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I have a custom model binding:

using System.Web.Mvc;
using MyProject.Model;

namespace MyProject.ModelBinders
{
    public class VersionedIdModelBinder : IModelBinder
    {
        public object BindModel(ControllerContext controllerContext, ModelBindingContext bindingContext)
        {
            //Not completely happy with this.  What if the parameter was named something besides id?
            return VersionedId.Parse(bindingContext.ValueProvider["id"].RawValue.ToString());
        }
    }
}

which works as long as the id is passed in the url (either explicitly or via a route definition.) However, if the Id is passed in a form as a hidden input field:

<input type="hidden" id="id" name="id" value="12a" />

Then ValueProvider["id"].RawValue is a string array, so the code below doesn't behave as expected.

In the controller code, I expect to simply be able to do:

public ActionResult MyAction(VersionedId id)
{
 ...
}

Two questions:

  1. I am surprised that passing the id via form post causes the RawValue to be a string array. Is this the expected behavior, and is the "standard" way to handle this to check the type of the RawValue? I need to be able to handle both form posts and url routes.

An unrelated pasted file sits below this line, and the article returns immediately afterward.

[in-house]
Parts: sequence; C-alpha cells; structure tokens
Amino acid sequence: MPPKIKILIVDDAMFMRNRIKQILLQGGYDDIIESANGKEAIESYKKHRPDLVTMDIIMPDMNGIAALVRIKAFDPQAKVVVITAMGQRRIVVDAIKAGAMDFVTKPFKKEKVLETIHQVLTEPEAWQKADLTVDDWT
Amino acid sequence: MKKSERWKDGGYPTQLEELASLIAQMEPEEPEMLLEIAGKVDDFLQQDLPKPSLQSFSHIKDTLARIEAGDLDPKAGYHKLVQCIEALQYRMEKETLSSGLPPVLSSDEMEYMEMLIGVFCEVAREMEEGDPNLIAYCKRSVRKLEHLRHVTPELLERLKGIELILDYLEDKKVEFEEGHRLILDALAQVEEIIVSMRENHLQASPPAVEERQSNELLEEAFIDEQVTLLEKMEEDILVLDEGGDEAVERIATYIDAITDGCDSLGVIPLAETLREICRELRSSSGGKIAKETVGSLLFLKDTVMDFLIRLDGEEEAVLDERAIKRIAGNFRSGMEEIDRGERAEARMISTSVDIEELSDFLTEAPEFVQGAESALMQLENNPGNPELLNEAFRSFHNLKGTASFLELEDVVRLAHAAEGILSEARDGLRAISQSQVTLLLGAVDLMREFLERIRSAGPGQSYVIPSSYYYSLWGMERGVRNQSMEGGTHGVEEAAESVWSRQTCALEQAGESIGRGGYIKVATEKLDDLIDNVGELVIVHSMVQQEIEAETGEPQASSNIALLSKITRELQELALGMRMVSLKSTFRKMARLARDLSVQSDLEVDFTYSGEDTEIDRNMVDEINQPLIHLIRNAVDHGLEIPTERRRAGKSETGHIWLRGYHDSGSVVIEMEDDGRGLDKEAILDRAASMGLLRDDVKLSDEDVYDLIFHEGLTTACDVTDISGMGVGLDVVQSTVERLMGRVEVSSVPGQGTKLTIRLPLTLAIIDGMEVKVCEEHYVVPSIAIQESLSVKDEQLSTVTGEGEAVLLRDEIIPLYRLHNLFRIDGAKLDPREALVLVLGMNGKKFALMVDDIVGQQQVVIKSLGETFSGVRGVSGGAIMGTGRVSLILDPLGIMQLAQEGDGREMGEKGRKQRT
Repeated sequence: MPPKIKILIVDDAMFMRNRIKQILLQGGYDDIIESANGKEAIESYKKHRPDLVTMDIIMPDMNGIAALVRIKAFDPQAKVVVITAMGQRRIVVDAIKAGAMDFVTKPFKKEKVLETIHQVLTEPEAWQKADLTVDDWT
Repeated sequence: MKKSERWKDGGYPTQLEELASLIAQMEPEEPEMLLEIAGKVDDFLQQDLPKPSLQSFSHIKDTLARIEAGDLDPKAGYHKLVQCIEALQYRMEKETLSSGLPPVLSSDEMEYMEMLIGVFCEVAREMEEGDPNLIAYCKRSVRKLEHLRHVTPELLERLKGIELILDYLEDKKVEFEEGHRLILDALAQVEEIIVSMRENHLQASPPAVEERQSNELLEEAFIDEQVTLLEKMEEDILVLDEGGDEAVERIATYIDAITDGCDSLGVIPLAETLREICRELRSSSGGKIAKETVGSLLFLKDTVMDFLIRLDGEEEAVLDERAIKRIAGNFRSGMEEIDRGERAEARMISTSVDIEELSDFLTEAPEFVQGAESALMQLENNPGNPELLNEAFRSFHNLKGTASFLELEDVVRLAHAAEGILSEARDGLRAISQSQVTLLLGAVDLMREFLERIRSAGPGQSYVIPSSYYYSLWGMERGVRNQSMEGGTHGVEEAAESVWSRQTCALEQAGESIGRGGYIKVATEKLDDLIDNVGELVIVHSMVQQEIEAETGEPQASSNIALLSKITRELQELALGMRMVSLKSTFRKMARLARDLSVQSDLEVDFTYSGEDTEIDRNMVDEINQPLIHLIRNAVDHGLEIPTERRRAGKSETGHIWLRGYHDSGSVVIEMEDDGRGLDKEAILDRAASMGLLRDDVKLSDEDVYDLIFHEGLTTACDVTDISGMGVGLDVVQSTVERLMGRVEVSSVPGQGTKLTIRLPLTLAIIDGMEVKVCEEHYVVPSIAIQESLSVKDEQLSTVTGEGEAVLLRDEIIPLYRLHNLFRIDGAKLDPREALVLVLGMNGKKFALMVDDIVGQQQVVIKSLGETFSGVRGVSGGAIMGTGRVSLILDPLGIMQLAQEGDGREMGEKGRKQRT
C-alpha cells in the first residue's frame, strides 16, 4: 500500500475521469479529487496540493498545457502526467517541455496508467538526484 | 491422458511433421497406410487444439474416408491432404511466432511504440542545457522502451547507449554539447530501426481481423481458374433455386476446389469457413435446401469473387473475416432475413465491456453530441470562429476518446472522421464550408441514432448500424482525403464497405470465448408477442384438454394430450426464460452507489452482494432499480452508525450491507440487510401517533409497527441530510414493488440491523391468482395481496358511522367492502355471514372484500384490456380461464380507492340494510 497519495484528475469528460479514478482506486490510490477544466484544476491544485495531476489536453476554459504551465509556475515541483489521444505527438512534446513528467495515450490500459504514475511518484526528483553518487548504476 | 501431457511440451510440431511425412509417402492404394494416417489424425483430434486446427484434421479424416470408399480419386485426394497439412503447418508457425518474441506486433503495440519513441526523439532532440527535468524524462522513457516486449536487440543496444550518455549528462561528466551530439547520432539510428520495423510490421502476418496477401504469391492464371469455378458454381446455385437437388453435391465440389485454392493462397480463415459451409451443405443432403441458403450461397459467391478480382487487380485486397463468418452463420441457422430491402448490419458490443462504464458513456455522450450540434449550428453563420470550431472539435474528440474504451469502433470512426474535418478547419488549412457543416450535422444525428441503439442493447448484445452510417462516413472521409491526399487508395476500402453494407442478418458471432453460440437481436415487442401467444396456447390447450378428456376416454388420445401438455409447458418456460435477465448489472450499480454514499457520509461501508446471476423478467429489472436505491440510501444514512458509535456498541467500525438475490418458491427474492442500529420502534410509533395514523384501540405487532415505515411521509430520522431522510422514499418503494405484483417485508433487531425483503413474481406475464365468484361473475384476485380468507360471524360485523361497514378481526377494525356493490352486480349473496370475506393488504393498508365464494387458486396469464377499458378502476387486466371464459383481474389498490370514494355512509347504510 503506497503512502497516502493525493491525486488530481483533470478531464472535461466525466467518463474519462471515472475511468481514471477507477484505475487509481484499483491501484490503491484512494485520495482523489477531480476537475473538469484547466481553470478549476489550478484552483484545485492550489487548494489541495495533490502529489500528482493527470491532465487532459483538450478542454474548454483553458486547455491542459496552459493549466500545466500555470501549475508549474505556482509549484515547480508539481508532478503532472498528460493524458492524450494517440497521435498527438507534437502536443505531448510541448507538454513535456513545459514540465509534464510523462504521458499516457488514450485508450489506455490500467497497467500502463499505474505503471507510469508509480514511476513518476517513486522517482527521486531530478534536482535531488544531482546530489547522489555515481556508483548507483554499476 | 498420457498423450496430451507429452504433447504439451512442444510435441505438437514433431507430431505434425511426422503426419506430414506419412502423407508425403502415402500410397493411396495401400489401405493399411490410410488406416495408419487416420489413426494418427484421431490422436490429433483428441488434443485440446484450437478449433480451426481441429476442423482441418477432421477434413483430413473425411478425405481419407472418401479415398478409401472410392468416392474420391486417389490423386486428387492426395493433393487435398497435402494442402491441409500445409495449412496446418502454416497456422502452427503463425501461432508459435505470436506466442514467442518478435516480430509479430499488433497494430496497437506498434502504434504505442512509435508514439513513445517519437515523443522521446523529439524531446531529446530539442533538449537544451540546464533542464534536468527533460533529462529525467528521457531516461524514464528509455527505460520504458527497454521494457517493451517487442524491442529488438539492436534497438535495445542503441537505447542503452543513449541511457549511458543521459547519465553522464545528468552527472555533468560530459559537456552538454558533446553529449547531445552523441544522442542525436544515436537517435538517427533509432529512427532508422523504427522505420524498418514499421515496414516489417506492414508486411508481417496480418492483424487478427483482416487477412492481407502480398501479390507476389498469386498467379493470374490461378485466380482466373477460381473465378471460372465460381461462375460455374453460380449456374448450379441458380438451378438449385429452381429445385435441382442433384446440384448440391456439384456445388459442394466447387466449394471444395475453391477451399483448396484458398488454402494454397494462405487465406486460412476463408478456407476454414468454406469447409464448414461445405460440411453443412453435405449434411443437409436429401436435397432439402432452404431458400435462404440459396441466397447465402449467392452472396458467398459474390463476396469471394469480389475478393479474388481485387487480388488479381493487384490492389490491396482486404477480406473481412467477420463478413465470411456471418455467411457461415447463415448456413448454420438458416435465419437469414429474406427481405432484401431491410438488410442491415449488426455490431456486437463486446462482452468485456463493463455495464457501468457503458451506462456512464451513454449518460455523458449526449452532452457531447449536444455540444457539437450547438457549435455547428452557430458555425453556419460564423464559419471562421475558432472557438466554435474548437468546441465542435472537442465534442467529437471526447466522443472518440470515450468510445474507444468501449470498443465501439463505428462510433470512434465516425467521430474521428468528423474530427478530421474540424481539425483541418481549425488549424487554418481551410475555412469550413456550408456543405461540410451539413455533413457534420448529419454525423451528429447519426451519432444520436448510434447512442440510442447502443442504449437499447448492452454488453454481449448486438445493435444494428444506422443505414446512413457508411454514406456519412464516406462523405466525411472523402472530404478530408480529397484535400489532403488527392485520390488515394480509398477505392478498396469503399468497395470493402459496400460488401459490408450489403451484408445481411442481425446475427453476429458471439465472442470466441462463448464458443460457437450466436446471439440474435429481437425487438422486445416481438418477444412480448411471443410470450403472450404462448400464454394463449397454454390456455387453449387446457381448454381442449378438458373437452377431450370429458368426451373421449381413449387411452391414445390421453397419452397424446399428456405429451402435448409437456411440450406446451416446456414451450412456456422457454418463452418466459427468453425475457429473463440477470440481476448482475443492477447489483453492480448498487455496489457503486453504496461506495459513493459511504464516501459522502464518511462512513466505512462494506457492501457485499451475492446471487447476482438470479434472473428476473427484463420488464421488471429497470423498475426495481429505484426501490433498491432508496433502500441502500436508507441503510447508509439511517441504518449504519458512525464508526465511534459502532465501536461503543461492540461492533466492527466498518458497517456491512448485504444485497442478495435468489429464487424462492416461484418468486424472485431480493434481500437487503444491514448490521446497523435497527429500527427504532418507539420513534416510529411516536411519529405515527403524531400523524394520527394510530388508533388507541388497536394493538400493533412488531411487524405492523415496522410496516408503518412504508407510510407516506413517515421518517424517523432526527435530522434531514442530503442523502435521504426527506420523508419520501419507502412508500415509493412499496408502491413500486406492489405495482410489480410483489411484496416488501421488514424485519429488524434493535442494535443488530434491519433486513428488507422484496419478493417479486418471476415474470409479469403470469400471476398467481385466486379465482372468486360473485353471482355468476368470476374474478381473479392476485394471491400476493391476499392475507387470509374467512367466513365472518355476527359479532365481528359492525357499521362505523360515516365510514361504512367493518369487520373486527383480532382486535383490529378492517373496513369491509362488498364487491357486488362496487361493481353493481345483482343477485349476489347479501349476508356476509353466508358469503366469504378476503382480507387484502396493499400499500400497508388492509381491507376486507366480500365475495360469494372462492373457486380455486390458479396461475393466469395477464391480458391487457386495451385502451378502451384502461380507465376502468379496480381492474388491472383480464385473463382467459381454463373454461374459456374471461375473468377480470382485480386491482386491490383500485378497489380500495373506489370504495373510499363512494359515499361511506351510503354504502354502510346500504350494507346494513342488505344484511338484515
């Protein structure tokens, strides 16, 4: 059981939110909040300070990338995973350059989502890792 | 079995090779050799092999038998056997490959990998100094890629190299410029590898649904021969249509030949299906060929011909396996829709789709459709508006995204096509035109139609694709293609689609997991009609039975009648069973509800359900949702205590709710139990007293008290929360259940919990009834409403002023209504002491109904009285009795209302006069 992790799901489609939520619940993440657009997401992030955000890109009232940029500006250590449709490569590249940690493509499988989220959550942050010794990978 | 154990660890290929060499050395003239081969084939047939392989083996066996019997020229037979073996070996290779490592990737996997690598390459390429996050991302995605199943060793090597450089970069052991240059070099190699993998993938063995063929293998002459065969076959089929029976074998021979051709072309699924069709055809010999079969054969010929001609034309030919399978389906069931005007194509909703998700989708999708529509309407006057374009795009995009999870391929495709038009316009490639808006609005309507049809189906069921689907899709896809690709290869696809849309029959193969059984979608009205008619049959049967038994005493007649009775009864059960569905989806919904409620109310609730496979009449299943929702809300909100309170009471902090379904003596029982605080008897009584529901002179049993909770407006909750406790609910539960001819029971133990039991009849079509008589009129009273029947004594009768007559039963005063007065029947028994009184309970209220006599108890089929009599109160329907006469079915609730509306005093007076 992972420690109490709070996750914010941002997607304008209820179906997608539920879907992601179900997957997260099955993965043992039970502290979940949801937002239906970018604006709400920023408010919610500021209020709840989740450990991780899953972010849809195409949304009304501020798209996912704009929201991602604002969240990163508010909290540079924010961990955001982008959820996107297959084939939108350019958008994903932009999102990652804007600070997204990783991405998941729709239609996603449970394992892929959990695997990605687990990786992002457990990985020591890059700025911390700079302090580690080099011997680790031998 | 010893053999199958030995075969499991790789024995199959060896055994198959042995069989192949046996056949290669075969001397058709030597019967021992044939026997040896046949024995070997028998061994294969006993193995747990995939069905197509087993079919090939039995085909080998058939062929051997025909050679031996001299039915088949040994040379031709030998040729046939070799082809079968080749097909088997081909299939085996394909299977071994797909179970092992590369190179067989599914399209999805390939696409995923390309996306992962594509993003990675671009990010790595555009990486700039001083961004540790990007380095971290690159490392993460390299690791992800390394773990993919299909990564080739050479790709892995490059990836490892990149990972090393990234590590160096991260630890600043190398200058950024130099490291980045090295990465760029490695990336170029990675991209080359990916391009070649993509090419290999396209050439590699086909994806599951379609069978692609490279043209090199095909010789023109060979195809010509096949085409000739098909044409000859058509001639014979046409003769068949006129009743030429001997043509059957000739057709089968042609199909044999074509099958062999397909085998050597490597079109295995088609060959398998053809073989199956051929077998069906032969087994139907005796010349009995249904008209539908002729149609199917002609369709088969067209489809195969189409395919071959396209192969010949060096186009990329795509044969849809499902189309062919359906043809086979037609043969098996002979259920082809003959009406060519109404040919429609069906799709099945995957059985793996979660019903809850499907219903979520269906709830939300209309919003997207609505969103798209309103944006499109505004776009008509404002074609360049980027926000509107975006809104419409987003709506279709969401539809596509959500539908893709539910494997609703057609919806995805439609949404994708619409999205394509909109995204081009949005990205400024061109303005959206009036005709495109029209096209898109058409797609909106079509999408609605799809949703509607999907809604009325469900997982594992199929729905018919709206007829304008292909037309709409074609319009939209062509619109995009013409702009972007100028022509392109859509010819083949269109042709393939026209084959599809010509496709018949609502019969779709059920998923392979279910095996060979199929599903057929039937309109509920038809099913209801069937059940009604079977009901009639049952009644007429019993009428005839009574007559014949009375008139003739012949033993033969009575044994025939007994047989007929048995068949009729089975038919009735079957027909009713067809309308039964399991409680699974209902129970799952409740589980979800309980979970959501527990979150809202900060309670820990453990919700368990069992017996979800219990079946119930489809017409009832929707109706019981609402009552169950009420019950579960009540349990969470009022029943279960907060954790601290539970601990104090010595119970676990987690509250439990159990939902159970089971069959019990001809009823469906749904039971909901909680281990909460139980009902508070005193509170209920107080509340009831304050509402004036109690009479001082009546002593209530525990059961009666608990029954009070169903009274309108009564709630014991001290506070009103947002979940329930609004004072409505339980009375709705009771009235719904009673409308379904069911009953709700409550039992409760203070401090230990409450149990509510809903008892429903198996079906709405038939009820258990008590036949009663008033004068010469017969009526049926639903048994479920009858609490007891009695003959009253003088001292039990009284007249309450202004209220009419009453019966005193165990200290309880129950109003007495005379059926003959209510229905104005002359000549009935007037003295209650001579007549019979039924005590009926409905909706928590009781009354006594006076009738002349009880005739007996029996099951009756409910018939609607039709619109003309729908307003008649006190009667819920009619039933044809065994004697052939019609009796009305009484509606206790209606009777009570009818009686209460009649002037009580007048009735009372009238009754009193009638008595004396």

2. Is it normal to check for the Name of the parameter in the model binder, or is there another way to do this whereby the controller action can use whatever parameter name it likes?
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2 Answers 2

Regarding your question 1, there is some interesting discussion posted Custom ModelBinder and Release Candidate.

The RawValue property is what is consumed by the ConvertTo() method, while the AttemptedValue property is what is consumed by the validation system to provide an error message. To see an example of this, break into one of your action methods and inspect the Controller.ValueProvider entries. Some of the RawValue entries will be strings (like those from Routing), some of them will be string arrays (like those from QueryString or Form), etc. The reason for the differentiation between RawValue and AttemptedValue is that RawValue supports passing array types to the ConvertTo() method. We can't convert to a multi-element array from a single AttemptedValue, but we can convert to a multi-element array from a RawValue that is itself an array. This supports the infrastructure to allow binding to collection types.

I agree about the unfortunate naming, though unfortunately this isn't likely to change. :(

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You could directly access

controllerContext.HttpContext.Request["id"]

and get the value from there. Should be a simple string in that case.

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